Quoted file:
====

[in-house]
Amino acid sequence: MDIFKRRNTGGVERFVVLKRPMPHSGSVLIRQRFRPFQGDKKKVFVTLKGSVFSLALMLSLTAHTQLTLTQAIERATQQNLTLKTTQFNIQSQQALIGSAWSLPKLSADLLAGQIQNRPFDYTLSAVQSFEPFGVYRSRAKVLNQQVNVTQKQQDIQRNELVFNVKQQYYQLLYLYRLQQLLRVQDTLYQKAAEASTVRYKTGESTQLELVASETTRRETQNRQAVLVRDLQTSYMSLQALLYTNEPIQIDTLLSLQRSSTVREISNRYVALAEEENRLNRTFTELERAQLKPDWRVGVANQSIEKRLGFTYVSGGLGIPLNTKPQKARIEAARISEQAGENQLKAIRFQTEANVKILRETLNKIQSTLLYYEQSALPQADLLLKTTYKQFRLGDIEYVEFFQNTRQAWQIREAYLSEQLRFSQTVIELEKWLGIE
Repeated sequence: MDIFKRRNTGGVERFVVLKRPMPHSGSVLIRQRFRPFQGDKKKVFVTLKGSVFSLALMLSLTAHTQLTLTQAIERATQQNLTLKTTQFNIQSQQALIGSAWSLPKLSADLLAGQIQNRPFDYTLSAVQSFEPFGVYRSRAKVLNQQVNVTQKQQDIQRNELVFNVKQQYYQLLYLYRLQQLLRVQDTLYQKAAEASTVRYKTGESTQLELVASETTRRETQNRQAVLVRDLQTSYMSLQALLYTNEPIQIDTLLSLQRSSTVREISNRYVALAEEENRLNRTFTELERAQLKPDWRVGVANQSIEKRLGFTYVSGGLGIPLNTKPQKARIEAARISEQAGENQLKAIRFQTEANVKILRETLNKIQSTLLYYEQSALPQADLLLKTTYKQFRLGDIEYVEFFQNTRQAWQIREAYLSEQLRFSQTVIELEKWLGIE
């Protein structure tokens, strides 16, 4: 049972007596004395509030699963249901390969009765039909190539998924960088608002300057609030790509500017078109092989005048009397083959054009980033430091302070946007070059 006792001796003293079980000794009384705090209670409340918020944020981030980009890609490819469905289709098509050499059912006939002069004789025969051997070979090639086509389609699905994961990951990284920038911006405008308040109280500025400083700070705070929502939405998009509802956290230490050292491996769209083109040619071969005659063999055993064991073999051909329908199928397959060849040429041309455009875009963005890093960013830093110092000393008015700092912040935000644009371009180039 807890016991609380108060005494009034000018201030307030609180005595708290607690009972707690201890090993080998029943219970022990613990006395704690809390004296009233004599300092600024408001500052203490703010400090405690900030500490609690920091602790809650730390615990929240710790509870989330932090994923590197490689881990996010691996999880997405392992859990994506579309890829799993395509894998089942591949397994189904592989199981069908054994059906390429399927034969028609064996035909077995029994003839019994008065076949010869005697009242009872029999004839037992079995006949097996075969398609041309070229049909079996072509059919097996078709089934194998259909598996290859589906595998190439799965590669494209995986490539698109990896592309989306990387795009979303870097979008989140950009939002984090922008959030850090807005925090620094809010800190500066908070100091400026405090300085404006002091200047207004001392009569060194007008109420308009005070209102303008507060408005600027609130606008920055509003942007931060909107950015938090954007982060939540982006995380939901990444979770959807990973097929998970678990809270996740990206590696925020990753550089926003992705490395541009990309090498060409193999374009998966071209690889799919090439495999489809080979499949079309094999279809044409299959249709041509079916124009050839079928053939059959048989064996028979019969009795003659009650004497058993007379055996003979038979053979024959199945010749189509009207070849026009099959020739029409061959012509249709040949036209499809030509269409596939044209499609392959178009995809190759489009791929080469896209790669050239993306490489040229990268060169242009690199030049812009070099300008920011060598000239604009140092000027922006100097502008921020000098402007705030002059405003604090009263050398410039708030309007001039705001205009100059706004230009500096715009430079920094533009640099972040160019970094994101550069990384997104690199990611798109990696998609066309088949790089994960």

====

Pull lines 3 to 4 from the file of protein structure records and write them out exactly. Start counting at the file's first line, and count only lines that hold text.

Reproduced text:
Repeated sequence: MDIFKRRNTGGVERFVVLKRPMPHSGSVLIRQRFRPFQGDKKKVFVTLKGSVFSLALMLSLTAHTQLTLTQAIERATQQNLTLKTTQFNIQSQQALIGSAWSLPKLSADLLAGQIQNRPFDYTLSAVQSFEPFGVYRSRAKVLNQQVNVTQKQQDIQRNELVFNVKQQYYQLLYLYRLQQLLRVQDTLYQKAAEASTVRYKTGESTQLELVASETTRRETQNRQAVLVRDLQTSYMSLQALLYTNEPIQIDTLLSLQRSSTVREISNRYVALAEEENRLNRTFTELERAQLKPDWRVGVANQSIEKRLGFTYVSGGLGIPLNTKPQKARIEAARISEQAGENQLKAIRFQTEANVKILRETLNKIQSTLLYYEQSALPQADLLLKTTYKQFRLGDIEYVEFFQNTRQAWQIREAYLSEQLRFSQTVIELEKWLGIE
């Protein structure tokens, strides 16, 4: 049972007596004395509030699963249901390969009765039909190539998924960088608002300057609030790509500017078109092989005048009397083959054009980033430091302070946007070059 006792001796003293079980000794009384705090209670409340918020944020981030980009890609490819469905289709098509050499059912006939002069004789025969051997070979090639086509389609699905994961990951990284920038911006405008308040109280500025400083700070705070929502939405998009509802956290230490050292491996769209083109040619071969005659063999055993064991073999051909329908199928397959060849040429041309455009875009963005890093960013830093110092000393008015700092912040935000644009371009180039 807890016991609380108060005494009034000018201030307030609180005595708290607690009972707690201890090993080998029943219970022990613990006395704690809390004296009233004599300092600024408001500052203490703010400090405690900030500490609690920091602790809650730390615990929240710790509870989330932090994923590197490689881990996010691996999880997405392992859990994506579309890829799993395509894998089942591949397994189904592989199981069908054994059906390429399927034969028609064996035909077995029994003839019994008065076949010869005697009242009872029999004839037992079995006949097996075969398609041309070229049909079996072509059919097996078709089934194998259909598996290859589906595998190439799965590669494209995986490539698109990896592309989306990387795009979303870097979008989140950009939002984090922008959030850090807005925090620094809010800190500066908070100091400026405090300085404006002091200047207004001392009569060194007008109420308009005070209102303008507060408005600027609130606008920055509003942007931060909107950015938090954007982060939540982006995380939901990444979770959807990973097929998970678990809270996740990206590696925020990753550089926003992705490395541009990309090498060409193999374009998966071209690889799919090439495999489809080979499949079309094999279809044409299959249709041509079916124009050839079928053939059959048989064996028979019969009795003659009650004497058993007379055996003979038979053979024959199945010749189509009207070849026009099959020739029409061959012509249709040949036209499809030509269409596939044209499609392959178009995809190759489009791929080469896209790669050239993306490489040229990268060169242009690199030049812009070099300008920011060598000239604009140092000027922006100097502008921020000098402007705030002059405003604090009263050398410039708030309007001039705001205009100059706004230009500096715009430079920094533009640099972040160019970094994101550069990384997104690199990611798109990696998609066309088949790089994960």